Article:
Among various other flaws, Jeffrey Toobin’s New Yorker commentary on last week’s oral arguments contains this remarkably confused passage (emphasis added):
The questions from the quartet of [Anthony] Kennedy, John G. Roberts, Jr., Antonin Scalia, and Samuel A. Alito, Jr., amounted to a catalogue of complaints about the Affordable Care Act. . . . In particular, they appeared to regard the law as scandalously cruel to one party in the debate — and it wasn’t the uninsured. The Justices’ own words revealed where their sympathies lie. Roberts: “If you’re an insurance company and you don’t believe that you can give the coverage in the way Congress mandated it without the individual mandate, what type of action do you bring in a court?” Scalia: “That’s going to bankrupt the insurance companies if not the states.” Alito: “What is the difference between guaranteed-issue and community-rating provisions on the one hand and other provisions that increase costs substantially for insurance companies?” Kennedy: “We would be exercising the judicial power if one provision was stricken and the others remained to impose a risk on insurance companies that Congress had never intended.”
Let’s catalogue Toobin’s errors:
1. For starters, it’s the Obama administration that seeks to coerce all Americans to become customers of insurance companies, and it’s the individual mandate that is the means of coercion. So it’s the supporters of the individual mandate, not those who Toobin fears will invalidate it, who, as an objective matter, would more sensibly be charged with having sympathies for insurance companies.
2. If we’re going to impute “where . . . sympathies lie,” it ought to be clear from the oral-argument session on the individual mandate that those who have concerns about the legality of the mandate were focused on the rights and interests of those who do not want to purchase health insurance — specifically, on healthy young adults who, under community rating, are being compelled to subsidize the more expensive coverage of others.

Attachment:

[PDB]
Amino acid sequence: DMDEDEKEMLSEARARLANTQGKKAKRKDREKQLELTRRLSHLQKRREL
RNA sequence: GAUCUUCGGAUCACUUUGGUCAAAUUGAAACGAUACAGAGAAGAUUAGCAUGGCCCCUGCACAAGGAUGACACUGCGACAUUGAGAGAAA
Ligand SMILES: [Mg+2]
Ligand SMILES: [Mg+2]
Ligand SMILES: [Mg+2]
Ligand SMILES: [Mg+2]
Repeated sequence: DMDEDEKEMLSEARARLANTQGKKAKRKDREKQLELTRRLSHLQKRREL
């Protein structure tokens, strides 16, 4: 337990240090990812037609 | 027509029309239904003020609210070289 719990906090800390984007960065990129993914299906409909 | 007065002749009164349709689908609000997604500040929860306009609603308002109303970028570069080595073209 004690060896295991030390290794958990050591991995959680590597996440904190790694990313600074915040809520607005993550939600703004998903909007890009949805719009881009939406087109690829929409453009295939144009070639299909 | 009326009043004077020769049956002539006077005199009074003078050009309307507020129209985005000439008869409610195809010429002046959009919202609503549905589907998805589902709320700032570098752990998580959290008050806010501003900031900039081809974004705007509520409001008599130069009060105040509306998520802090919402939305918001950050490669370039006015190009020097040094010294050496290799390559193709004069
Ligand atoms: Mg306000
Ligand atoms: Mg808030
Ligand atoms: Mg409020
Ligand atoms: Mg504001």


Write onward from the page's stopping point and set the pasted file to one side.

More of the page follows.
3. Although he doesn’t disclose it, all of the questions and comments that Toobin quotes in the passage above are from the oral-argument session on the severability question. Recall that it is the Obama administration’s position that the individual mandate can’t be severed from the guaranteed-issue and community-rating provisions — in other words, that if the individual mandate falls, these other provisions need to fall as well. Failure to invalidate those other provisions, the deputy solicitor general explained, would “cause all the adverse selection problems that arise” — to the severe detriment of . . . insurance companies.
#more#Now let’s understand the justices’ questions in their proper context:
The Chief Justice was questioning the Court-appointed attorney who was arguing for the position that the Obama administration rejected — that the individual mandate could be severed from the rest of the legislation. (See transcript at 70.) He was trying to understand how that alternative — much less favorable to insurance companies — would work.
Justice Scalia (transcript at 48), Justice Alito (transcript at 52), and Justice Kennedy (transcript at 36) were obviously trying to understand how the Obama administration could coherently draw the severability line where it did. In other words, if the Court is to deem the guaranteed-issue and community-rating provisions inseverable from the individual mandate because of “all the adverse selection problems that arise” for insurance companies if the individual mandate alone is stricken, what principled basis is there not also to deem inseverable (as Alito put it) “other provisions that increase costs substantially for insurance companies”?
None of these justices “appeared to regard the law as scandalously cruel” to insurance companies. On the contrary, their questions were premised on the assumption that the Obamacare legislation, in its entirety, was carefully balanced to be fair to insurance companies. The issue they were exploring in the severability context was simply how much of the law ought to be deemed inseverable if the mandate were to fall. I don’t see how any of their questions and comments, fairly read, can be said to display any “sympathies” for insurance companies — and certainly nowhere near the level of support for the insurance companies that the individual mandate itself provides.
(Cross-posted at Bench Memos)